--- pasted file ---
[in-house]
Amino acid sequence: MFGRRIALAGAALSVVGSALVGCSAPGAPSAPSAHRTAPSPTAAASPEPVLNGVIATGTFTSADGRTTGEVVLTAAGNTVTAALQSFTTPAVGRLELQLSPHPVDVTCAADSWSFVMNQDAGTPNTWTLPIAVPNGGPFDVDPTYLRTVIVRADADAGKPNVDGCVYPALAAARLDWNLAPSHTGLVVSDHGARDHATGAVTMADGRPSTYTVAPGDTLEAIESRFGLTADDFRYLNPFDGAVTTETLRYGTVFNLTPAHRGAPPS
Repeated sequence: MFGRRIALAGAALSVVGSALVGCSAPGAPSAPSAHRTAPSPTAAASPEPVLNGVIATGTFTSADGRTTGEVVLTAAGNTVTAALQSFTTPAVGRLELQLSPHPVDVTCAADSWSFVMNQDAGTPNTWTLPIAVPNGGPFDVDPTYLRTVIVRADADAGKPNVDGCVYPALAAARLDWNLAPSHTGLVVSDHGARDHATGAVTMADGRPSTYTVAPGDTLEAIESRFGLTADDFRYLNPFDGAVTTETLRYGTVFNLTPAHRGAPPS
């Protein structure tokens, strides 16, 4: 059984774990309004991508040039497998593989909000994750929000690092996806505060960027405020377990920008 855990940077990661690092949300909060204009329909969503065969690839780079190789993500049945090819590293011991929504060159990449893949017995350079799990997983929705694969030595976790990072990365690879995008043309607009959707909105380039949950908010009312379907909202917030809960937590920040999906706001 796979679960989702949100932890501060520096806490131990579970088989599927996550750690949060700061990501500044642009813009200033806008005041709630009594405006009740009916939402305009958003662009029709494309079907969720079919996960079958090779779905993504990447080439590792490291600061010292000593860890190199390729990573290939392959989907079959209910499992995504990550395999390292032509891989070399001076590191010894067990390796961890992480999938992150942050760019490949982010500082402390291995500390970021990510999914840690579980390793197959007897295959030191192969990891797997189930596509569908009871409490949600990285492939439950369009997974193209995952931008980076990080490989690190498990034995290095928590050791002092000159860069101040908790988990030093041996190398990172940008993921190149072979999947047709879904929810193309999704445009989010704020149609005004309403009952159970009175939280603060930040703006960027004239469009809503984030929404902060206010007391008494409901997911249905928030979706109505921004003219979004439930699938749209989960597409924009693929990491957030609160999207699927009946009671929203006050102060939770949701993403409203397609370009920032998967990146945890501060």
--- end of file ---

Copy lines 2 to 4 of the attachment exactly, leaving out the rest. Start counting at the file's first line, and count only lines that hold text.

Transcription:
Amino acid sequence: MFGRRIALAGAALSVVGSALVGCSAPGAPSAPSAHRTAPSPTAAASPEPVLNGVIATGTFTSADGRTTGEVVLTAAGNTVTAALQSFTTPAVGRLELQLSPHPVDVTCAADSWSFVMNQDAGTPNTWTLPIAVPNGGPFDVDPTYLRTVIVRADADAGKPNVDGCVYPALAAARLDWNLAPSHTGLVVSDHGARDHATGAVTMADGRPSTYTVAPGDTLEAIESRFGLTADDFRYLNPFDGAVTTETLRYGTVFNLTPAHRGAPPS
Repeated sequence: MFGRRIALAGAALSVVGSALVGCSAPGAPSAPSAHRTAPSPTAAASPEPVLNGVIATGTFTSADGRTTGEVVLTAAGNTVTAALQSFTTPAVGRLELQLSPHPVDVTCAADSWSFVMNQDAGTPNTWTLPIAVPNGGPFDVDPTYLRTVIVRADADAGKPNVDGCVYPALAAARLDWNLAPSHTGLVVSDHGARDHATGAVTMADGRPSTYTVAPGDTLEAIESRFGLTADDFRYLNPFDGAVTTETLRYGTVFNLTPAHRGAPPS
């Protein structure tokens, strides 16, 4: 059984774990309004991508040039497998593989909000994750929000690092996806505060960027405020377990920008 855990940077990661690092949300909060204009329909969503065969690839780079190789993500049945090819590293011991929504060159990449893949017995350079799990997983929705694969030595976790990072990365690879995008043309607009959707909105380039949950908010009312379907909202917030809960937590920040999906706001 796979679960989702949100932890501060520096806490131990579970088989599927996550750690949060700061990501500044642009813009200033806008005041709630009594405006009740009916939402305009958003662009029709494309079907969720079919996960079958090779779905993504990447080439590792490291600061010292000593860890190199390729990573290939392959989907079959209910499992995504990550395999390292032509891989070399001076590191010894067990390796961890992480999938992150942050760019490949982010500082402390291995500390970021990510999914840690579980390793197959007897295959030191192969990891797997189930596509569908009871409490949600990285492939439950369009997974193209995952931008980076990080490989690190498990034995290095928590050791002092000159860069101040908790988990030093041996190398990172940008993921190149072979999947047709879904929810193309999704445009989010704020149609005004309403009952159970009175939280603060930040703006960027004239469009809503984030929404902060206010007391008494409901997911249905928030979706109505921004003219979004439930699938749209989960597409924009693929990491957030609160999207699927009946009671929203006050102060939770949701993403409203397609370009920032998967990146945890501060």